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Self-Sustained Oscillations of Shallow Flow Past Sequential Cavities

Shallow flow past successive cavities is characterized via a technique of high-image-density particle image velocimetry. Highly coherent, self-sustained oscillations arise due to coupling between: the inherent instability of the separated shear layer along the opening of each sequential cavity; and a gravity standing wave mode within each cavity. The globally coupled nature of the flow structure is evident in dominance of the same spectral component in the undulating vorticity layers along each of the successive cavities and the wall pressure fluctuations within the cavities. Unlike coupled phenomena associated with flow past single cavities, optimal coupling for successive cavities requires a defined phase shift between the standing wave patterns in adjacent cavities and, furthermore, an overall phase shift of the undulating shear layer along the cavity openings. The magnitudes of these phase shifts depend on the mode of the gravity standing wave in each cavity, i.e., longitudinal or transverse mode, which are respectively aligned with and normal to the main stream. Such phase shifts result in corresponding displacements of patterns of phase-referenced vorticity concentrations along the cavity openings and change in timing of impingement of these concentrations upon the downstream corners of successive cavities. All of the foregoing aspects are related to the unsteady recirculation flow within the cavity, the time-dependent streamline topology, and concentrations of Reynolds stress along the cavity opening.

Principal Investigator: B. A. Tuna

The main goal of this investigation was to determine the flow structure along and within two successive cavities. A test-section insert was designed and constructed to allow the control of the water depth, the dimensions of cavities, and the flow velocity. Detailed schematics of the experimental system are given in Figure 1. For all experiments described herein, each cavity had a length of L = 152 mm and a width of W = 228 mm. The nominal water level was adjusted to a value of hw = 38 mm, and the width of the channel was We = 470 mm as shown in Figure 1. PCB piezoelectric pressure transducers were employed for unsteady pressure measurements at five different locations p1-5 as shown in Figure 1They were used to determine the phase shift between the oscillations in adjacent cavities.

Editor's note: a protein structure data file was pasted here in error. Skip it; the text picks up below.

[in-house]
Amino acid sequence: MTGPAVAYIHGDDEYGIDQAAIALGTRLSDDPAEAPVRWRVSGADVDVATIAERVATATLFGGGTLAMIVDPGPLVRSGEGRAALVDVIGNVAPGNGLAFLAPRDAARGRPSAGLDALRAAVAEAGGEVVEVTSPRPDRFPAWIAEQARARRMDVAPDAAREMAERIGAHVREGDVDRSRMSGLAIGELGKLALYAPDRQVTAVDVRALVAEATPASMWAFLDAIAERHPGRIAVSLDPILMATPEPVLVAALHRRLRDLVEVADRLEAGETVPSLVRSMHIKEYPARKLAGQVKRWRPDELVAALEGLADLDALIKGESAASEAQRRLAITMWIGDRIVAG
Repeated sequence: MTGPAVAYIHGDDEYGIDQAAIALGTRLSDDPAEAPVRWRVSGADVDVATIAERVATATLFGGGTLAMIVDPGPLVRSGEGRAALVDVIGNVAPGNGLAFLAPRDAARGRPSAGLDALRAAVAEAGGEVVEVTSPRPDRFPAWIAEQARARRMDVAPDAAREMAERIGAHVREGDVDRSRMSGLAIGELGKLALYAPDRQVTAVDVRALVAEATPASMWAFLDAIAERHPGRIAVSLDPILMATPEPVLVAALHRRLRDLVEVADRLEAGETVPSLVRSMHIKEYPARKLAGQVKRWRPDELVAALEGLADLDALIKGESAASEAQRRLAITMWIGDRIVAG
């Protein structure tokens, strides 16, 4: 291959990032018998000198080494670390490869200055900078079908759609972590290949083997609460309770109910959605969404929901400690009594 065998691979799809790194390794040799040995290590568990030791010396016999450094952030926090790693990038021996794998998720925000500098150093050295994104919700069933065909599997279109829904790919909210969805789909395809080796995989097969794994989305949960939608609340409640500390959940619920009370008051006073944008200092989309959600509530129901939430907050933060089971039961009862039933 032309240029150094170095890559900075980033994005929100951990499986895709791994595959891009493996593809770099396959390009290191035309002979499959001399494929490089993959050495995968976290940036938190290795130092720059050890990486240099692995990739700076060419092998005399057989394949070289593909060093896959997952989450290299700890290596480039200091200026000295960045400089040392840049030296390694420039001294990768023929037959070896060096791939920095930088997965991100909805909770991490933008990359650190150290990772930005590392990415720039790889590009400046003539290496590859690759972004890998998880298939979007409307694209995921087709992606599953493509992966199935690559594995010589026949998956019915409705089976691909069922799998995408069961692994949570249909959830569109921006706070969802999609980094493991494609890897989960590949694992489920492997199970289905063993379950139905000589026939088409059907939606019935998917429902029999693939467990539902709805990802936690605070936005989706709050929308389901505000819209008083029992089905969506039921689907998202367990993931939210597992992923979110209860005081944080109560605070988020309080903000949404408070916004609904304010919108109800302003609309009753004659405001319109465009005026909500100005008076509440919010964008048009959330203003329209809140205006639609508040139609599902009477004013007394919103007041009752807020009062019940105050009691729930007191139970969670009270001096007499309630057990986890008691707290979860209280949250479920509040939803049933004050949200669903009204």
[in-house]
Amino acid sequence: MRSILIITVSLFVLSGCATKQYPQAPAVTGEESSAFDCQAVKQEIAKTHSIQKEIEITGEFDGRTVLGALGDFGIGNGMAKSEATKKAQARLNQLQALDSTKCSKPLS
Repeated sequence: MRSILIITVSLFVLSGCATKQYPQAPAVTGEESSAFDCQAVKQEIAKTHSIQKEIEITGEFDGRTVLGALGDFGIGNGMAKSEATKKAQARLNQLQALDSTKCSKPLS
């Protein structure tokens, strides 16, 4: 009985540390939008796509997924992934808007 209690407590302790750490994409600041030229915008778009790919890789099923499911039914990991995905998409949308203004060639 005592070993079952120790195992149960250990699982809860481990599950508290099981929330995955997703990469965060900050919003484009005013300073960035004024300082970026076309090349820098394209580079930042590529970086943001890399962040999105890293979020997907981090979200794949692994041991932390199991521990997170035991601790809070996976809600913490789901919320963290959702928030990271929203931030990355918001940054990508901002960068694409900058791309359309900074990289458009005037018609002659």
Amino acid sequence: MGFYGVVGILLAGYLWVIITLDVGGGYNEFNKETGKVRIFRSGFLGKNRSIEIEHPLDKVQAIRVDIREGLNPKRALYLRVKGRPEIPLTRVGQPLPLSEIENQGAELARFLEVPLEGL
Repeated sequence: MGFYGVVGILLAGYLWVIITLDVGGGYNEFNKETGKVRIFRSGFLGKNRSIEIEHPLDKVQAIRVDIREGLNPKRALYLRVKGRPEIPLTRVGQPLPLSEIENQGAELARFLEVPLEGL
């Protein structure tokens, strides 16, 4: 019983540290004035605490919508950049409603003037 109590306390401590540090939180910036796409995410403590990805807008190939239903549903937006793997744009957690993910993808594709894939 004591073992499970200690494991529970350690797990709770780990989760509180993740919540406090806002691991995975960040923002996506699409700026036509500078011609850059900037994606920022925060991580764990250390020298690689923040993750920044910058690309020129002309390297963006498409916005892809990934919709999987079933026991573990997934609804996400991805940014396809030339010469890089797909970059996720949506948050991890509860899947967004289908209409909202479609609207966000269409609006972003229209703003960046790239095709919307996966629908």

Figure 1. Schematics of experimental test section and quantitative imaging system. 

Figure 2 provides time-averaged representations of the flow structure. In Figure 2a, contours of time-averaged vorticity indicate a wide extent of <w>L/U,  in presence of the transverse mode of the gravity standing wave. Moreover, when the longitudinal (streamwise-oriented) gravity standing wave exists, as shown in Figure 2b, the width of the vorticity layer <w>L/U is substantially diminished. The rate of attenuation of high levels of <w>L/U in the streamwise direction is also of interest. For the longitudinal mode of the standing wave, the (yellow) region that indicates a high level of vorticity <w>L/U extends well downstream towards the impingement region of each cavity. On the other hand, for the transverse mode of the gravity standing wave, the high levels (yellow colors) of <w>L/U are rapidly attenuated in the streamwise direction. 



















Figure 2. Contours of time-averaged vorticity <w>L/U  (a, b) and transverse velocity <v>/U (c, dfor transverse and longitudinal modes of gravity standing waves within the cavities, are represented respectively by images in left and right columns.

Figures 2c and 2d show contours of constant time-averaged transverse velocity <v>/U. Blue contours indicate outward-oriented transverse flow, i.e., flow towards the opening of the cavity, and red contours indicate inward-oriented flow, that is, into the cavity. Larger magnitude, outward-oriented (dark blue) flow and inward-oriented (dark red) flow occurs for the transverse mode (Figure 2c), relative to the longitudinal mode (Figure 2d), thereby signifying enhanced recirculation flow within the cavity for the transverse mode. 
























Figure 3. Contours of phase-averaged vorticity <w>pL/Ufor transverse and longitudinal modes of gravity standing waves within the cavities, are represented respectively by images in left and right columns.

Figure 3 shows patterns of phase-averaged vorticity <w>pL/U for the transverse and longitudinal modes of the gravity standing waves. By comparison of images at a given phase, it is possible to determine common features of the vortical structures in the separated shear layers. Clusters of phase-averaged vorticity are labeled as A, B, C, and D. In Figure 3 (left column), at 0°, the clusters of <w>pL/U in the leading and trailing cavities are labeled as A and B. Similar clusters of vorticity can be identified at 180°; however, cluster B is in the leading cavity and cluster A is in the trailing cavity as a result of pi phase shift between the gravity standing waves in the leading and trailing cavities. A similar comparison can be done at the oscillation phases of 90° and 270°; where clusters of phase-averaged vorticity are labeled as C and D. On the other hand, in Figure 3 (right column) , like clusters of vorticity occur at different phases. At 180°, the vorticity cluster along the leading cavity is labeled as C. A similar cluster C is evident along the trailing cavity at 270°, due, of course, to the pi/2 phase shift between leading and trailing cavities. This phase shift can also be seen by comparing clusters of vorticity A, B, and D at different phase angles of the oscillation.